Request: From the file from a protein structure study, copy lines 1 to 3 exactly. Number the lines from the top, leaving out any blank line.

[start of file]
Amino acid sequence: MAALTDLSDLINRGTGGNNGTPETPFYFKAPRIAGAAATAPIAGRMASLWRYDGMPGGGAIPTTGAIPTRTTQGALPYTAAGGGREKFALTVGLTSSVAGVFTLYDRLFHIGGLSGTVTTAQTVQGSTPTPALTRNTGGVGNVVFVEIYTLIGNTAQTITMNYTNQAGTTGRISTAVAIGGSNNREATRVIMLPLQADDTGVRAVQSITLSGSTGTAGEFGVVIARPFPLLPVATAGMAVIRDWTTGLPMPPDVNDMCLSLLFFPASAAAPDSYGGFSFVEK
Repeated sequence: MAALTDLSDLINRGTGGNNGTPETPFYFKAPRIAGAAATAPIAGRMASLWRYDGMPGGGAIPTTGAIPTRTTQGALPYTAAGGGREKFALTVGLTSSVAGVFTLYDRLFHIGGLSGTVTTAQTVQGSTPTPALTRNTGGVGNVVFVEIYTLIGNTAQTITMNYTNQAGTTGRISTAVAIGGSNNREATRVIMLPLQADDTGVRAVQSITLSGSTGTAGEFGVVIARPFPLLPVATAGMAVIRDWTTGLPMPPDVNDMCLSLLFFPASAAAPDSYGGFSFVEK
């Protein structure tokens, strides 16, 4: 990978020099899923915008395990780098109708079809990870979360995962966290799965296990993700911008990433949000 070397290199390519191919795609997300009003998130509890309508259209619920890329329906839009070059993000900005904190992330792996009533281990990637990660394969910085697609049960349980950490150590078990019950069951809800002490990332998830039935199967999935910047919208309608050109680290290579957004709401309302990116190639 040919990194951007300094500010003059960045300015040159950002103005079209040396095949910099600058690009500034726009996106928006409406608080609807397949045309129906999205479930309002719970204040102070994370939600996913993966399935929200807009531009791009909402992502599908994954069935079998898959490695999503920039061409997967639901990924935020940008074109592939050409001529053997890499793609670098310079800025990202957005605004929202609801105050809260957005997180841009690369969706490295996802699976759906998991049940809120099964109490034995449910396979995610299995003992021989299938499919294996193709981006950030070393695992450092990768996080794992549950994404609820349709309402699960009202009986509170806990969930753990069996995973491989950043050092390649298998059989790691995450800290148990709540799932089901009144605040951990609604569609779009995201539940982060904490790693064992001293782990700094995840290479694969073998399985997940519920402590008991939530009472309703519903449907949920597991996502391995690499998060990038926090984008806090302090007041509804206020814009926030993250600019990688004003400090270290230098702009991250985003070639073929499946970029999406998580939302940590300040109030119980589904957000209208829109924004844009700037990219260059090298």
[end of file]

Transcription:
Amino acid sequence: MAALTDLSDLINRGTGGNNGTPETPFYFKAPRIAGAAATAPIAGRMASLWRYDGMPGGGAIPTTGAIPTRTTQGALPYTAAGGGREKFALTVGLTSSVAGVFTLYDRLFHIGGLSGTVTTAQTVQGSTPTPALTRNTGGVGNVVFVEIYTLIGNTAQTITMNYTNQAGTTGRISTAVAIGGSNNREATRVIMLPLQADDTGVRAVQSITLSGSTGTAGEFGVVIARPFPLLPVATAGMAVIRDWTTGLPMPPDVNDMCLSLLFFPASAAAPDSYGGFSFVEK
Repeated sequence: MAALTDLSDLINRGTGGNNGTPETPFYFKAPRIAGAAATAPIAGRMASLWRYDGMPGGGAIPTTGAIPTRTTQGALPYTAAGGGREKFALTVGLTSSVAGVFTLYDRLFHIGGLSGTVTTAQTVQGSTPTPALTRNTGGVGNVVFVEIYTLIGNTAQTITMNYTNQAGTTGRISTAVAIGGSNNREATRVIMLPLQADDTGVRAVQSITLSGSTGTAGEFGVVIARPFPLLPVATAGMAVIRDWTTGLPMPPDVNDMCLSLLFFPASAAAPDSYGGFSFVEK
């Protein structure tokens, strides 16, 4: 990978020099899923915008395990780098109708079809990870979360995962966290799965296990993700911008990433949000 070397290199390519191919795609997300009003998130509890309508259209619920890329329906839009070059993000900005904190992330792996009533281990990637990660394969910085697609049960349980950490150590078990019950069951809800002490990332998830039935199967999935910047919208309608050109680290290579957004709401309302990116190639 040919990194951007300094500010003059960045300015040159950002103005079209040396095949910099600058690009500034726009996106928006409406608080609807397949045309129906999205479930309002719970204040102070994370939600996913993966399935929200807009531009791009909402992502599908994954069935079998898959490695999503920039061409997967639901990924935020940008074109592939050409001529053997890499793609670098310079800025990202957005605004929202609801105050809260957005997180841009690369969706490295996802699976759906998991049940809120099964109490034995449910396979995610299995003992021989299938499919294996193709981006950030070393695992450092990768996080794992549950994404609820349709309402699960009202009986509170806990969930753990069996995973491989950043050092390649298998059989790691995450800290148990709540799932089901009144605040951990609604569609779009995201539940982060904490790693064992001293782990700094995840290479694969073998399985997940519920402590008991939530009472309703519903449907949920597991996502391995690499998060990038926090984008806090302090007041509804206020814009926030993250600019990688004003400090270290230098702009991250985003070639073929499946970029999406998580939302940590300040109030119980589904957000209208829109924004844009700037990219260059090298």